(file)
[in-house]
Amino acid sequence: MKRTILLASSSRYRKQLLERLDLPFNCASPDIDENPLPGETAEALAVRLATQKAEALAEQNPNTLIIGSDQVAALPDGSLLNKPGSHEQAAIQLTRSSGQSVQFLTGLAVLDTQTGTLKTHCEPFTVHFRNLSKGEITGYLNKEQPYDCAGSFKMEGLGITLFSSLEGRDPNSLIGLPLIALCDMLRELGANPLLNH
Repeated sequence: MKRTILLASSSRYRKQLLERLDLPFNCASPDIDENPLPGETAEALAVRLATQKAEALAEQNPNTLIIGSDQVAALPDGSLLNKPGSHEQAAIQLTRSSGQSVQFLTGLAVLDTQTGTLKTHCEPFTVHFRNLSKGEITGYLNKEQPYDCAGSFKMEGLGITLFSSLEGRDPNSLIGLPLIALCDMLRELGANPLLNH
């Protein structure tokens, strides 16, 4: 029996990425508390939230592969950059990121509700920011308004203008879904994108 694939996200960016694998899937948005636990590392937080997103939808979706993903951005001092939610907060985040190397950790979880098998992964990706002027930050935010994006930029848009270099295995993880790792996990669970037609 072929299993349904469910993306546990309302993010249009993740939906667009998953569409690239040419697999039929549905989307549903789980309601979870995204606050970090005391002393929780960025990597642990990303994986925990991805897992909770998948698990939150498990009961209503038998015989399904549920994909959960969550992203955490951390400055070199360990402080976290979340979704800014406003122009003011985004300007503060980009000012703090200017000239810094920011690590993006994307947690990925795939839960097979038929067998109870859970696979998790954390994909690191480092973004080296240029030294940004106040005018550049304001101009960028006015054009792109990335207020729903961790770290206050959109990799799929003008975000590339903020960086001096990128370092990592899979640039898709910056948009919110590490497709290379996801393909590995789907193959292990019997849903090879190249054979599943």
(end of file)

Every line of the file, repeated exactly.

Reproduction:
[in-house]
Amino acid sequence: MKRTILLASSSRYRKQLLERLDLPFNCASPDIDENPLPGETAEALAVRLATQKAEALAEQNPNTLIIGSDQVAALPDGSLLNKPGSHEQAAIQLTRSSGQSVQFLTGLAVLDTQTGTLKTHCEPFTVHFRNLSKGEITGYLNKEQPYDCAGSFKMEGLGITLFSSLEGRDPNSLIGLPLIALCDMLRELGANPLLNH
Repeated sequence: MKRTILLASSSRYRKQLLERLDLPFNCASPDIDENPLPGETAEALAVRLATQKAEALAEQNPNTLIIGSDQVAALPDGSLLNKPGSHEQAAIQLTRSSGQSVQFLTGLAVLDTQTGTLKTHCEPFTVHFRNLSKGEITGYLNKEQPYDCAGSFKMEGLGITLFSSLEGRDPNSLIGLPLIALCDMLRELGANPLLNH
């Protein structure tokens, strides 16, 4: 029996990425508390939230592969950059990121509700920011308004203008879904994108 694939996200960016694998899937948005636990590392937080997103939808979706993903951005001092939610907060985040190397950790979880098998992964990706002027930050935010994006930029848009270099295995993880790792996990669970037609 072929299993349904469910993306546990309302993010249009993740939906667009998953569409690239040419697999039929549905989307549903789980309601979870995204606050970090005391002393929780960025990597642990990303994986925990991805897992909770998948698990939150498990009961209503038998015989399904549920994909959960969550992203955490951390400055070199360990402080976290979340979704800014406003122009003011985004300007503060980009000012703090200017000239810094920011690590993006994307947690990925795939839960097979038929067998109870859970696979998790954390994909690191480092973004080296240029030294940004106040005018550049304001101009960028006015054009792109990335207020729903961790770290206050959109990799799929003008975000590339903020960086001096990128370092990592899979640039898709910056948009919110590490497709290379996801393909590995789907193959292990019997849903090879190249054979599943």